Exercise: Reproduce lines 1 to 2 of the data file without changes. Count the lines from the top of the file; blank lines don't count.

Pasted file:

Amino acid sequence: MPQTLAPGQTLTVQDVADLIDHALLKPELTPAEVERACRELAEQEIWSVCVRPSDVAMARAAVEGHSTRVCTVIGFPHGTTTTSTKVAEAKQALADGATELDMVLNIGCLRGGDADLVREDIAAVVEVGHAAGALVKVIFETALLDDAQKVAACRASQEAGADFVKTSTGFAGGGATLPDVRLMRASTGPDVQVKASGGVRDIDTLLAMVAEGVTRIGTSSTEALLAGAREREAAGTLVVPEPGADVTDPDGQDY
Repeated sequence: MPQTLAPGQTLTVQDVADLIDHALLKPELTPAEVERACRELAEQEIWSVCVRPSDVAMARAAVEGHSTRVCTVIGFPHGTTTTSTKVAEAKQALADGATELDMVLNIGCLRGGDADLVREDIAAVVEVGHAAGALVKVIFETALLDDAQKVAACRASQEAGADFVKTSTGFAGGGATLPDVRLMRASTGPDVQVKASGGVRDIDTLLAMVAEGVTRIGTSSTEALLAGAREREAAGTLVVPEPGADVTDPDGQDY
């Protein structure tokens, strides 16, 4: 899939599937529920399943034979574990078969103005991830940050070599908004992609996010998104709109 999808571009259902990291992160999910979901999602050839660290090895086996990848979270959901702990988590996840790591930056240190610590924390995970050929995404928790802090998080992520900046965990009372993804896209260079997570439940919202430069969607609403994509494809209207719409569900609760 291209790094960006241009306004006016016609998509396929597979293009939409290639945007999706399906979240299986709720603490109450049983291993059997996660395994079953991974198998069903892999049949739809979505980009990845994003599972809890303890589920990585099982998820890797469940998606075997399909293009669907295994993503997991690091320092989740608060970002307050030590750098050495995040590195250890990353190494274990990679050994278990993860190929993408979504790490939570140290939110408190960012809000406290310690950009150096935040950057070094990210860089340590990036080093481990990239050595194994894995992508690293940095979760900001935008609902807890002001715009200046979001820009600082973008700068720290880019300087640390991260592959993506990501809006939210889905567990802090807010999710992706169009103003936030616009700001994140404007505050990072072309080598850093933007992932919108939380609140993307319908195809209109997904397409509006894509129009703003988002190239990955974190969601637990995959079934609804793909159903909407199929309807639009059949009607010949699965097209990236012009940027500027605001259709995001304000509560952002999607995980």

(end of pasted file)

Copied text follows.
Amino acid sequence: MPQTLAPGQTLTVQDVADLIDHALLKPELTPAEVERACRELAEQEIWSVCVRPSDVAMARAAVEGHSTRVCTVIGFPHGTTTTSTKVAEAKQALADGATELDMVLNIGCLRGGDADLVREDIAAVVEVGHAAGALVKVIFETALLDDAQKVAACRASQEAGADFVKTSTGFAGGGATLPDVRLMRASTGPDVQVKASGGVRDIDTLLAMVAEGVTRIGTSSTEALLAGAREREAAGTLVVPEPGADVTDPDGQDY
Repeated sequence: MPQTLAPGQTLTVQDVADLIDHALLKPELTPAEVERACRELAEQEIWSVCVRPSDVAMARAAVEGHSTRVCTVIGFPHGTTTTSTKVAEAKQALADGATELDMVLNIGCLRGGDADLVREDIAAVVEVGHAAGALVKVIFETALLDDAQKVAACRASQEAGADFVKTSTGFAGGGATLPDVRLMRASTGPDVQVKASGGVRDIDTLLAMVAEGVTRIGTSSTEALLAGAREREAAGTLVVPEPGADVTDPDGQDY